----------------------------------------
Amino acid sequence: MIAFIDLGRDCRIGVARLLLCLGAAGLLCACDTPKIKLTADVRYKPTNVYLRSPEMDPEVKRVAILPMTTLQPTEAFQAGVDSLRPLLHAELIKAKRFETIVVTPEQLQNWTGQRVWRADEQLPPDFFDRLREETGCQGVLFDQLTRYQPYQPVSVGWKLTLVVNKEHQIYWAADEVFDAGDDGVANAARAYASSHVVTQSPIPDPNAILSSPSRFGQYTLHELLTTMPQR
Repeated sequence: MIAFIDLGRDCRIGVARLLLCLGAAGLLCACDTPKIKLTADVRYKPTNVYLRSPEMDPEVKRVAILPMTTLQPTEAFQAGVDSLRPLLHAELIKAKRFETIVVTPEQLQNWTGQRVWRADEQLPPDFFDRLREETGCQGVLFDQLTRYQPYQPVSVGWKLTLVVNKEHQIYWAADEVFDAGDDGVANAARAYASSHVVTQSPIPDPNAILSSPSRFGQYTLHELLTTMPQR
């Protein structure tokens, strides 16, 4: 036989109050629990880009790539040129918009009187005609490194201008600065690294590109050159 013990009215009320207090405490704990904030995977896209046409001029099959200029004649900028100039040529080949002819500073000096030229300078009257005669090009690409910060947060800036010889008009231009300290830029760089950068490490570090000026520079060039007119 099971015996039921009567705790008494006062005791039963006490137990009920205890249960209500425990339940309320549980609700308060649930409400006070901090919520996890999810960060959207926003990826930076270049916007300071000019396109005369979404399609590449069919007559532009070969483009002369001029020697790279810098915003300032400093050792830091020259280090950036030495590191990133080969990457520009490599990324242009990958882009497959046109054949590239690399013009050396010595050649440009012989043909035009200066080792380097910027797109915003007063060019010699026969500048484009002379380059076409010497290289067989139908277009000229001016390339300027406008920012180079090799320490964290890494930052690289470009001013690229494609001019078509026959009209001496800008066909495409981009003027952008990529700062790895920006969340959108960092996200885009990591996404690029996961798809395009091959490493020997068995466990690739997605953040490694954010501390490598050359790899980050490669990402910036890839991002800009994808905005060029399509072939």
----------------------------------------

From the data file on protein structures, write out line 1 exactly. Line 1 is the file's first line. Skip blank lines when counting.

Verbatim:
Amino acid sequence: MIAFIDLGRDCRIGVARLLLCLGAAGLLCACDTPKIKLTADVRYKPTNVYLRSPEMDPEVKRVAILPMTTLQPTEAFQAGVDSLRPLLHAELIKAKRFETIVVTPEQLQNWTGQRVWRADEQLPPDFFDRLREETGCQGVLFDQLTRYQPYQPVSVGWKLTLVVNKEHQIYWAADEVFDAGDDGVANAARAYASSHVVTQSPIPDPNAILSSPSRFGQYTLHELLTTMPQR